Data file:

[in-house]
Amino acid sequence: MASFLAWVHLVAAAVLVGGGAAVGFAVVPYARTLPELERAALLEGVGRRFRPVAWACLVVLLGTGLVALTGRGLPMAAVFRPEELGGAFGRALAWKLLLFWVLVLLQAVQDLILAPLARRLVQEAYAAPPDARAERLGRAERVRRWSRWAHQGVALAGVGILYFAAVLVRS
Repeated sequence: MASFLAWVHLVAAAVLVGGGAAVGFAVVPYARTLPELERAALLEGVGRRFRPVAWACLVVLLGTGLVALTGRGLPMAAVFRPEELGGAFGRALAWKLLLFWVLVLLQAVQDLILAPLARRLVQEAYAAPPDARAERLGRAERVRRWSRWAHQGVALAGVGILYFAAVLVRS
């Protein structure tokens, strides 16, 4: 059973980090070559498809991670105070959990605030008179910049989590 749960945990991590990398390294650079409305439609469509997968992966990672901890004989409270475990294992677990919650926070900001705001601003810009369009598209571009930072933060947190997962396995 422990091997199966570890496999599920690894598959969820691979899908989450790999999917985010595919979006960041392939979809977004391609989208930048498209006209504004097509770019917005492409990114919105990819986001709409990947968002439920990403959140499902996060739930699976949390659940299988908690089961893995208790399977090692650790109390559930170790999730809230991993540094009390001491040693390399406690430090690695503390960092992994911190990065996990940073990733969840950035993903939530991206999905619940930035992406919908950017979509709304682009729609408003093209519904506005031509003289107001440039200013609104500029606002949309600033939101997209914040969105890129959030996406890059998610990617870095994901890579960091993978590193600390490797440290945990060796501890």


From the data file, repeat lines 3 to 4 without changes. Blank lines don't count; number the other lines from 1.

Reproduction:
Repeated sequence: MASFLAWVHLVAAAVLVGGGAAVGFAVVPYARTLPELERAALLEGVGRRFRPVAWACLVVLLGTGLVALTGRGLPMAAVFRPEELGGAFGRALAWKLLLFWVLVLLQAVQDLILAPLARRLVQEAYAAPPDARAERLGRAERVRRWSRWAHQGVALAGVGILYFAAVLVRS
């Protein structure tokens, strides 16, 4: 059973980090070559498809991670105070959990605030008179910049989590 749960945990991590990398390294650079409305439609469509997968992966990672901890004989409270475990294992677990919650926070900001705001601003810009369009598209571009930072933060947190997962396995 422990091997199966570890496999599920690894598959969820691979899908989450790999999917985010595919979006960041392939979809977004391609989208930048498209006209504004097509770019917005492409990114919105990819986001709409990947968002439920990403959140499902996060739930699976949390659940299988908690089961893995208790399977090692650790109390559930170790999730809230991993540094009390001491040693390399406690430090690695503390960092992994911190990065996990940073990733969840950035993903939530991206999905619940930035992406919908950017979509709304682009729609408003093209519904506005031509003289107001440039200013609104500029606002949309600033939101997209914040969105890129959030996406890059998610990617870095994901890579960091993978590193600390490797440290945990060796501890």